Essence.com: What's the craziest rumor you've heard about yourself?
T.A.: I just heard that I was dating a white man. Yes, I've dated a white guy for about two years before (and for the record, it isn't the French actor I've been shot with a few times, he's just a friend) but Black men are my preference. It's just something about the Black man, he's just so� ooooh (laughs). I'm not downing any interracial relationships because you love who you love and I don't put limits on who I love. But I'm the type of person who needs an individual who understands all of me. It makes it a lot easier when you have someone from the same heritage.
Essence.com: There was a while after Martin that we didn't see or hear from you. Where were you?
T.A.: I wasn't working! There was a minute when I wasn't working. I'm going to call it a 10-year span where I didn't book any other show. I made guest appearance on One on One, Jamie Foxx, and quite a few other shows, but I never got steady work. But I was moving and working. I did a lot of theater, I was in the studio—I did a little bit of everything.
Essence.com: And what happened to your China Moon Rags fashionable headscarfs?
T.A.: I stopped producing China Moon Rags when I started Everybody Hates Chris. I couldn't run it anymore, so I just shut it down until I have time to devote to it. But I'm going to start it again.
Essence.com: I also hear you are singing again? When is the album dropping?
T.A.: Yeah, singing is my first love and it paid the bills before anything else. I'm getting back into It, but Tisha [Campbell Martin] teases me all the time like, 'Girl stop talking about how you going to make an album because you been working on that album for 15 years!' And I was like, 'Shuddup!' But I'm into making sure that I give the right stuff, I'm not just going to give people anything. When I make an album, you damn skippy people gonna buy it 'cause if I don't believe in it, I'm not gonna do anything I don't believe it. It got to be right.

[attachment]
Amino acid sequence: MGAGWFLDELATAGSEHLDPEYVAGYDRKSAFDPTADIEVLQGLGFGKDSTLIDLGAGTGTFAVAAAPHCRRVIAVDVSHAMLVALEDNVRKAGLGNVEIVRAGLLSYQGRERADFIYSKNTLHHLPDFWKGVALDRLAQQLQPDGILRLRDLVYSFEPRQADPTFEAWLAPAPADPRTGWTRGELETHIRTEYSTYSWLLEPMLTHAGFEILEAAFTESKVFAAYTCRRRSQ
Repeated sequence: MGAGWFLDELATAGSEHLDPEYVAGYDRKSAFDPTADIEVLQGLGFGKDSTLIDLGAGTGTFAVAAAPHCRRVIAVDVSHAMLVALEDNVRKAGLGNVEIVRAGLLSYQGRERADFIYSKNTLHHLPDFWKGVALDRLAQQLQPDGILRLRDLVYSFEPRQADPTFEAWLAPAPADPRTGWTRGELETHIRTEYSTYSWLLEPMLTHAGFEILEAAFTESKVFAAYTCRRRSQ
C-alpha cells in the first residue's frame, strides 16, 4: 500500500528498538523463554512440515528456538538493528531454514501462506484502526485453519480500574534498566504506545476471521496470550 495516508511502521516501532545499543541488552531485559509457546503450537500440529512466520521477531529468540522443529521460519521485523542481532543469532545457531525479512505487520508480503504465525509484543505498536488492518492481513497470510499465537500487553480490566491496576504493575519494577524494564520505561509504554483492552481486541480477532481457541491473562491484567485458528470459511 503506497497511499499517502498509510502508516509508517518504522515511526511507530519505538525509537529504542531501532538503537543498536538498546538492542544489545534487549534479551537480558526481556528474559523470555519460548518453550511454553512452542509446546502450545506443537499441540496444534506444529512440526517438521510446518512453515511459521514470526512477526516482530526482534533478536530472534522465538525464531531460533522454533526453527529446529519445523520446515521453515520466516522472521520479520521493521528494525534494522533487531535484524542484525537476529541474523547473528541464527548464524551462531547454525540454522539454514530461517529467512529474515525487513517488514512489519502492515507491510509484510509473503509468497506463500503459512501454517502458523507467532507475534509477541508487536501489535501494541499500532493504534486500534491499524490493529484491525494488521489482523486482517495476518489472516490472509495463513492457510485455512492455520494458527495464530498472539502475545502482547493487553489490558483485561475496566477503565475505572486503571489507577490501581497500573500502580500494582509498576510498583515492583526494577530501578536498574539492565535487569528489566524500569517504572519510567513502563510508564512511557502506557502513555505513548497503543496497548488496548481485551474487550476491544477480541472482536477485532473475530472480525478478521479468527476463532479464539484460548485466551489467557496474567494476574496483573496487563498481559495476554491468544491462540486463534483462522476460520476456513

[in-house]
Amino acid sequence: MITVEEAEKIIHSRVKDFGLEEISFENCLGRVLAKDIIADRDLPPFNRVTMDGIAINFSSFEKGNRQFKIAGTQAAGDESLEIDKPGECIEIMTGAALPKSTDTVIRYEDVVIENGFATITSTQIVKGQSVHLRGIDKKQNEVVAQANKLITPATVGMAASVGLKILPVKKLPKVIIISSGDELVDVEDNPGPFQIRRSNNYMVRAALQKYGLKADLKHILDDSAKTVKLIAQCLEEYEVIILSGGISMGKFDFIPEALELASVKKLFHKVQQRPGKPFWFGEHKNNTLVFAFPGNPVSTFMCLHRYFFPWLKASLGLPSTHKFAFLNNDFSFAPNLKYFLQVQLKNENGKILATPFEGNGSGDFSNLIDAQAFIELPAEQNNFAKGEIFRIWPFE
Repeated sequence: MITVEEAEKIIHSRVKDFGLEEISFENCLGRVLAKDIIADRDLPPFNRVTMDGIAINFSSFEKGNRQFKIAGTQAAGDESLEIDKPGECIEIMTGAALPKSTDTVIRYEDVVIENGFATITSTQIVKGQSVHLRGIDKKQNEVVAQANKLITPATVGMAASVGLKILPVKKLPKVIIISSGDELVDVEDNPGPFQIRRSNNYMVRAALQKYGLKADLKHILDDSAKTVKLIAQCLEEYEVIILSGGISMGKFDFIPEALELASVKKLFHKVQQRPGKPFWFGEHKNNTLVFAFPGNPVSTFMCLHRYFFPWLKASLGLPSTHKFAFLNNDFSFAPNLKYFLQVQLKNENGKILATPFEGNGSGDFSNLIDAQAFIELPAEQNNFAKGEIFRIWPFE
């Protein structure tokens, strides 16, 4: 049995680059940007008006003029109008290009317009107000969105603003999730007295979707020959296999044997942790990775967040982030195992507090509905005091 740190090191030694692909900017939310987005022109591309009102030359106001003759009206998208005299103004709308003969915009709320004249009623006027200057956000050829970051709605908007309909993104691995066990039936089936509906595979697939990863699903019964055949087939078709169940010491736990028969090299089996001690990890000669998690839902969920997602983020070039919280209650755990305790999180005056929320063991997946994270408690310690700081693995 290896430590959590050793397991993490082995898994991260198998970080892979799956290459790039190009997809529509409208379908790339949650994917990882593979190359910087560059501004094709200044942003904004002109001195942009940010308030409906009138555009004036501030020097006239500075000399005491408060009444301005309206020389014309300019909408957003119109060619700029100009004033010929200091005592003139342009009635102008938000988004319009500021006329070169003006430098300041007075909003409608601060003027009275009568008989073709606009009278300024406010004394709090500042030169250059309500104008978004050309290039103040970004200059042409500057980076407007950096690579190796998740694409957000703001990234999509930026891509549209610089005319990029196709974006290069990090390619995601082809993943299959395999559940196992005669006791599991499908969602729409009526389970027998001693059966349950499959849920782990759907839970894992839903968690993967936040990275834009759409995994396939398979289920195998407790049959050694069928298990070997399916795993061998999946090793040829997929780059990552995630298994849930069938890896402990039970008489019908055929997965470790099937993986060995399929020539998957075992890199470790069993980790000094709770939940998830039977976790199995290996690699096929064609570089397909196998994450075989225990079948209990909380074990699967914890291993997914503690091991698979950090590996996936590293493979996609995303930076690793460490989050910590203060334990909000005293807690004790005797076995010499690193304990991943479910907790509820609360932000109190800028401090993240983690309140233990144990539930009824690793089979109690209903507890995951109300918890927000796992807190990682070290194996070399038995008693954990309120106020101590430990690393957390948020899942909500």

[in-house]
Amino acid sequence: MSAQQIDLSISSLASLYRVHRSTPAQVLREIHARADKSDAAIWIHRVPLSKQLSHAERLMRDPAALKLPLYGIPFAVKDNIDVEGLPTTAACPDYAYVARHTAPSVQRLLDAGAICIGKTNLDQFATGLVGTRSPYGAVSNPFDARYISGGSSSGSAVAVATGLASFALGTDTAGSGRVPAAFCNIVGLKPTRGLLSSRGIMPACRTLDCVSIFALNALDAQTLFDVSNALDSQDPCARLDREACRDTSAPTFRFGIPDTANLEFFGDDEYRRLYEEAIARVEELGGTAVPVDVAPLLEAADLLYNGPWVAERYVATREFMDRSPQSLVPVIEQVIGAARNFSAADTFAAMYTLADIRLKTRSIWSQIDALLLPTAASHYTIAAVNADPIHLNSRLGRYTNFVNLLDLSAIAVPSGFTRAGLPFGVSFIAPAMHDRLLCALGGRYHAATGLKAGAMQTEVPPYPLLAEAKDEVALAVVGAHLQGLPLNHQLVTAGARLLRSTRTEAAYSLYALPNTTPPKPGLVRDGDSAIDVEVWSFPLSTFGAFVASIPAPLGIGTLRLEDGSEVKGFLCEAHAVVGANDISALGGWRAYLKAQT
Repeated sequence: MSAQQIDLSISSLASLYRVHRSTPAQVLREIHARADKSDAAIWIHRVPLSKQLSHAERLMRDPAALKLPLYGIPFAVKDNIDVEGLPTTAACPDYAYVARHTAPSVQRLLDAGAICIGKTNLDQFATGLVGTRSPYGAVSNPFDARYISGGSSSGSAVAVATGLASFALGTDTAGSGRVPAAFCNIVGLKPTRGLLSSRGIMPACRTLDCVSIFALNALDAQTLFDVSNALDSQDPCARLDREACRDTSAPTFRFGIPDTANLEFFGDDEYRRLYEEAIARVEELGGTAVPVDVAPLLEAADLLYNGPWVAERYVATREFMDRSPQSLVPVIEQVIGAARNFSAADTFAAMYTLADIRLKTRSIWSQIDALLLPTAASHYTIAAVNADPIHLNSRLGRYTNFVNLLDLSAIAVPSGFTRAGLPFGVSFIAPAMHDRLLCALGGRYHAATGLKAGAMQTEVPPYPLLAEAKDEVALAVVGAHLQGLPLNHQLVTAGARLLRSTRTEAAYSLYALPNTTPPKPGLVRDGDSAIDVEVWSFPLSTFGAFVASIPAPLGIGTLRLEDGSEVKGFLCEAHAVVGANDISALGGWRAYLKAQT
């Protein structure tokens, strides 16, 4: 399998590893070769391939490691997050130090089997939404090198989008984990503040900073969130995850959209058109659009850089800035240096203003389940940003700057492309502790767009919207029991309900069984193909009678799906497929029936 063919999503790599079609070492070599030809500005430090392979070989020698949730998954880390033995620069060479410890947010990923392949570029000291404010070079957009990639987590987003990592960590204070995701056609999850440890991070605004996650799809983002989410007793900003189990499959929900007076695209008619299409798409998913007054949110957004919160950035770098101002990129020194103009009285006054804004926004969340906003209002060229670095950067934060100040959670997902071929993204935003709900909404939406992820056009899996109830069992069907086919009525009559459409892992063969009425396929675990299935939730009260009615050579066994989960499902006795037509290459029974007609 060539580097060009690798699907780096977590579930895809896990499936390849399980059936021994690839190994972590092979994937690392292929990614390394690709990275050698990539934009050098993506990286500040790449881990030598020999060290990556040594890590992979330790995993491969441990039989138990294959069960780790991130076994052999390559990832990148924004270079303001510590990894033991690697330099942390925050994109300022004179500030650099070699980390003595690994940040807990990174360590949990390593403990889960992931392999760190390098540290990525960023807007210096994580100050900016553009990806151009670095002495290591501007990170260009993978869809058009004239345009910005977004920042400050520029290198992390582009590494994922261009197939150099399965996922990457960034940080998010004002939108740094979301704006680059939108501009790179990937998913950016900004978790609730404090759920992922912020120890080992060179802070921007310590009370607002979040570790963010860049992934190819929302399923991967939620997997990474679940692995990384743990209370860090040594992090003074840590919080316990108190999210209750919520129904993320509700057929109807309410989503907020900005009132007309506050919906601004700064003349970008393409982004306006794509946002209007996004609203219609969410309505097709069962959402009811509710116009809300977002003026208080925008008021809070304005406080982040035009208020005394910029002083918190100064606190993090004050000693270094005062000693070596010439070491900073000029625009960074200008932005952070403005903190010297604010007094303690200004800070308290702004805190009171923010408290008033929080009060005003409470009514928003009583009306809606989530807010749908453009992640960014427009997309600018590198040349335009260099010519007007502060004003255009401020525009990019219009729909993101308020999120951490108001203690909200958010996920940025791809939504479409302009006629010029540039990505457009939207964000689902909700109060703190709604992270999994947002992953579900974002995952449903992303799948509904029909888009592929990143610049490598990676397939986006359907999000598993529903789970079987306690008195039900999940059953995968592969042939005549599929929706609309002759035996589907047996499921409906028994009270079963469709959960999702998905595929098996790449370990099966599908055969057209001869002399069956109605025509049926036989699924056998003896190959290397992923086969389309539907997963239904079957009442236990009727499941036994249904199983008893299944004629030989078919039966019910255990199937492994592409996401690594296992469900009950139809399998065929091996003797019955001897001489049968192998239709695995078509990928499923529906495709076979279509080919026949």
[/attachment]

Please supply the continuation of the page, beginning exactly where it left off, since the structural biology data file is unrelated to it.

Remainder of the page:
Essence.com: Just make sure you don't get corny material.
T.A.: I know! It's very hard. People will give you b--------- and I'm like, 'Hold up this is my career!'
Essence.com: Well you have one great songwriter and that's your daughter's father, Carvin Haggins, who has written great stuff for Musiq and other artists.
T.A.: (Laughs) I know! Yep you know it's so crazy because that's how he and I got together; I was in the studio with him.
Essence.com: Awww shucks those late night studio sessions will hem you up every time�
T.A.: (Laughs) Okay! I was like, 'You know what? You tricked me all along and set me up and I didn't even see it coming!'
Essence.com: You two aren't together anymore, but you're still friends?
T.A.: (Laughs) Yes, I'm friends with all my ex-partners. My mother and my sister said, 'How is it that you remain friends with all your ex-boyfriends?' It's all good--ain't no hard feelings.
Essence.com: So how long were you two together?
T.A.: Two-and-half years. The thing is, I'm extremely monogamous. I can only give my heart to one person at a time. I'm not a juggler at all.
Essence.com: And you've been about your business. Word on the street is you landed a dramatic leading role. Tell me about it.
T.A.: For years people have told me I needed to play a dramatic role so I've been contemplating it and now it's come my way. It's an indie film called The Lena Baker Story. Ironically, I was asked to play her in a play, but I'd already accepted the film role. I play Lena Baker, a Black woman who ends up having an affair with her white boss, some might even say his sex slave. Their relationship is dysfunctional and ends in tragedy for both of them—Baker is executed after killing him and then pardoned 60 years later. They had a love/hate relationship: they were both alcoholics but came from two different places and somehow found each other. This character is going to represent so many women who are between a rock and a hard place. The issues she faces transcends race.
Essence.com: So was this role a taxing undertaking for you?
T.A.: Physically I was tired and emotionally just drained. I cried real tears because I wanted the role to be as realistic as possible. I also mastered a southern accent�there were a lot of new experiences for me and it pushed me as an actress.
Essence.com: If someone asked you to make a personal assessment about yourself what would it be?
T.A.: That I worked hard, I've made all the right choices in my life and even in my mistakes that people have and will learn something. I'm a realist not a sugar coater, so it's not easy. But I believe in always letting people know what their obstacles are. And at the end of the day, I just want to be respected for my hard work.